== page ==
What Are the Benefits of a Small Estate Affidavit?
Avoiding probate can save heirs thousands of dollars in court costs. The only expense for an affidavit is the fee for the form itself, which could even be waived in some cases. Heirs also save a lot of time. Rather than spending months in probate court, a small estate affidavit can be approved in weeks or even days.
Q: What Is a Small Estate Affidavit in Nebraska?
A: A small estate affidavit in Nebraska is a way that surviving family members of the deceased can avoid probate court if the estate meets certain criteria. If the deceased’s personal and real property is under the set state amounts, their family can use a small estate affidavit to keep the estate out of probate, settling the estate more quickly and at less cost.
The monetary limits for a small estate affidavit depend on what assets are probatable. If assets are in a trust or are directly provided to beneficiaries, they may not count as probatable property.
Q: What Is the Small Estate Limit in Nebraska?
A: In order to qualify for a small estate affidavit, a deceased person’s estate must have $50,000 or less in probatable real estate property and $100,000 or less in probatable personal property. A small estate affidavit enables an estate to avoid probate.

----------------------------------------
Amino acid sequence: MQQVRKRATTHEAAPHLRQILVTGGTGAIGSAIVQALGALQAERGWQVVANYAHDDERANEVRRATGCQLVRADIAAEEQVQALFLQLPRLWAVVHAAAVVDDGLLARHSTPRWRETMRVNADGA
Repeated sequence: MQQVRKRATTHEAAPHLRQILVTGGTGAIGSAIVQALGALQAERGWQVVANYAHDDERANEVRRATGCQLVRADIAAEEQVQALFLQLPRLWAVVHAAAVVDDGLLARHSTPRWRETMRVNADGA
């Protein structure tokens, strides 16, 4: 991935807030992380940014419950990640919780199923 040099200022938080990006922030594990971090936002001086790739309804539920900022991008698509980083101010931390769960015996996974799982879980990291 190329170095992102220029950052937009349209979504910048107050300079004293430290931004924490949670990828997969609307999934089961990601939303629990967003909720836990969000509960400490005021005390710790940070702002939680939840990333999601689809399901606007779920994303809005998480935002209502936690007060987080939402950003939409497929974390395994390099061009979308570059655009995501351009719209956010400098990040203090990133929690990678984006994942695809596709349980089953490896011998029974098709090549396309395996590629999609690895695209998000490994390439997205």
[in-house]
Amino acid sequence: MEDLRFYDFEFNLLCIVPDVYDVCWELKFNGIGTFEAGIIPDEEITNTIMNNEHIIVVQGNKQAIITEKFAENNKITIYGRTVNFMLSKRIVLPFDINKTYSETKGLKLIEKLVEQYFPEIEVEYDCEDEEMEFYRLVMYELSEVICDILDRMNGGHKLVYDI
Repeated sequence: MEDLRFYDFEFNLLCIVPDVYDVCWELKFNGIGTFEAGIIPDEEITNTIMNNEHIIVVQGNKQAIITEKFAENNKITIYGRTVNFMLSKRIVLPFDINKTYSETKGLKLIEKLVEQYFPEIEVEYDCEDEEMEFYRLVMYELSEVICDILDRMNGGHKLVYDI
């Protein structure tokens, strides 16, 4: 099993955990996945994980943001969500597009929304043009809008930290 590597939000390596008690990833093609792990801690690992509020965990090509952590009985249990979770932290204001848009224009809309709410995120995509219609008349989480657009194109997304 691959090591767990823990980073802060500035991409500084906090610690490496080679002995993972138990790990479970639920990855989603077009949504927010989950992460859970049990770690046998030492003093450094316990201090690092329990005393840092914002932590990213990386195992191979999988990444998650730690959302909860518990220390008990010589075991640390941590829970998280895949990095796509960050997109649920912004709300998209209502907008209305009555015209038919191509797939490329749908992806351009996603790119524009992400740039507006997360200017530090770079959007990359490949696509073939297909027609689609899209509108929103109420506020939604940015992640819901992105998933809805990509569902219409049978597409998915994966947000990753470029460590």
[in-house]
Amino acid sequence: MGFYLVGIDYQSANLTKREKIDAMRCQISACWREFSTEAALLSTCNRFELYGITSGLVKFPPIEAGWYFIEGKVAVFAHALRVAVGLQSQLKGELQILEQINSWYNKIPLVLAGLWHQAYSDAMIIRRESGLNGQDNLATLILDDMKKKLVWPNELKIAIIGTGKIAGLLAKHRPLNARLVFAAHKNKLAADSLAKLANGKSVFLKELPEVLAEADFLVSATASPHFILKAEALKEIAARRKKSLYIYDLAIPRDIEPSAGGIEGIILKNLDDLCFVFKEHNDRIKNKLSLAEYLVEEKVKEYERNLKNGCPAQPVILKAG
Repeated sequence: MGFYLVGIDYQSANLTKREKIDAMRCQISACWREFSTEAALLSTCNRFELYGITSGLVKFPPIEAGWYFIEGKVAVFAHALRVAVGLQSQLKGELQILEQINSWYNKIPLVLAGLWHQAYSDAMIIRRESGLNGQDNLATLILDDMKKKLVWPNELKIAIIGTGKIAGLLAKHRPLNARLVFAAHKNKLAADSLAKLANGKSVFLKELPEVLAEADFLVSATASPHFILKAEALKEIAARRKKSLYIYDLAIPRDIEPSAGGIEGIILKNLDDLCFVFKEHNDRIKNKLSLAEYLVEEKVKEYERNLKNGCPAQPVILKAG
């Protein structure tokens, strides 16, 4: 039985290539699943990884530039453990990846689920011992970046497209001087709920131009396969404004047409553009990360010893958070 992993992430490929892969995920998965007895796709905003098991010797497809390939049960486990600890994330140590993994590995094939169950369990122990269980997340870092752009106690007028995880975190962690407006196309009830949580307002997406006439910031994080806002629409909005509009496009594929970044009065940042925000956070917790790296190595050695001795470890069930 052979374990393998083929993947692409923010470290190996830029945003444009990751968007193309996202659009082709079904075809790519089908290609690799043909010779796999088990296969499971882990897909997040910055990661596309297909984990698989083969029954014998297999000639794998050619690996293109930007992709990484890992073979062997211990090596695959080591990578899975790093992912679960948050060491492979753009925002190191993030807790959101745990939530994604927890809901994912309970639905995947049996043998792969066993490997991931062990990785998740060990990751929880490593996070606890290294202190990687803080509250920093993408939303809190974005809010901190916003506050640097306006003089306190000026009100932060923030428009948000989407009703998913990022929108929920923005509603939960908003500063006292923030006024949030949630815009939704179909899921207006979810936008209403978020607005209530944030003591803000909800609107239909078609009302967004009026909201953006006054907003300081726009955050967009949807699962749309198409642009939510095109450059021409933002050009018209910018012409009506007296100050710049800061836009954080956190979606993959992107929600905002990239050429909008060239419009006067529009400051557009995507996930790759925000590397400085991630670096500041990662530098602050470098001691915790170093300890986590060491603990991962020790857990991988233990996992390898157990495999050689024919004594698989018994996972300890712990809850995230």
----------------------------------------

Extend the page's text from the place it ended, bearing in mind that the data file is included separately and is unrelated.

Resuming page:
Nebraska also has summary administration, which is a form of simplified probate for small estates. Although it does not allow the estate to avoid probate completely like a small estate affidavit, it is still faster and less expensive than formal probate. An estate may qualify for summary administration if the value of the estate does not exceed the value of homestead allowance, exempt property, the expenses of administration, funeral expenses, family allowance, and other expenses.
Q: How Do I File a Small Estate Affidavit in Nebraska?
A: To file an affidavit, you must sign a document under oath in the presence of a notary. Both real estate property and personal property have different affidavits. The affidavit for the transfer of personal property, once signed, is presented to the individual, bank, company, or organization that holds the personal property, along with a death certificate.
For real estate property, the affidavit must be filed with the register of deeds office in whatever county the property is located.
Q: How Much Does an Estate Have to Be Worth to Go to Probate in Nebraska?
A: Any estate that does not have comprehensive estate planning will enter probate unless the estate qualifies for a small estate affidavit. This threshold is $50,000 in real estate property and/or $100,000 in personal property.
If an estate is over this threshold and does not have trusts or other estate planning tools, it will enter probate. A small estate will not automatically avoid probate. Surviving family members must file for the affidavit 30 days after the individual’s death.
Protect Your Estate with Stange Law Firm
A small estate affidavit can be incredibly useful for loved ones who want to avoid probate. Effective estate planning is a fantastic tool for avoiding the probate process. To begin planning your comprehensive estate plan and help protect your loved ones after your death, contact Stange Law Firm.